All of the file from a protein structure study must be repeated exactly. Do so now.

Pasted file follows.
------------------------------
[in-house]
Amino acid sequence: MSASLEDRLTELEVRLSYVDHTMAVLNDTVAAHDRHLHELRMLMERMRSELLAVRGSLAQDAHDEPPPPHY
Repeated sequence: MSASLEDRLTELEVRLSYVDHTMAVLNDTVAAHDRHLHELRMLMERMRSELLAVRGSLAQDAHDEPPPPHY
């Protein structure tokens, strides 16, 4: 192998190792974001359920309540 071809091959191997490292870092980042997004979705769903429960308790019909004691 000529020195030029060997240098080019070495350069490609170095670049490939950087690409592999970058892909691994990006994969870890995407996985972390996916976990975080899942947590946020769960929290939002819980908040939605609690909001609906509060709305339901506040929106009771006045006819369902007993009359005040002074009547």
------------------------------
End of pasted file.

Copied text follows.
[in-house]
Amino acid sequence: MSASLEDRLTELEVRLSYVDHTMAVLNDTVAAHDRHLHELRMLMERMRSELLAVRGSLAQDAHDEPPPPHY
Repeated sequence: MSASLEDRLTELEVRLSYVDHTMAVLNDTVAAHDRHLHELRMLMERMRSELLAVRGSLAQDAHDEPPPPHY
């Protein structure tokens, strides 16, 4: 192998190792974001359920309540 071809091959191997490292870092980042997004979705769903429960308790019909004691 000529020195030029060997240098080019070495350069490609170095670049490939950087690409592999970058892909691994990006994969870890995407996985972390996916976990975080899942947590946020769960929290939002819980908040939605609690909001609906509060709305339901506040929106009771006045006819369902007993009359005040002074009547």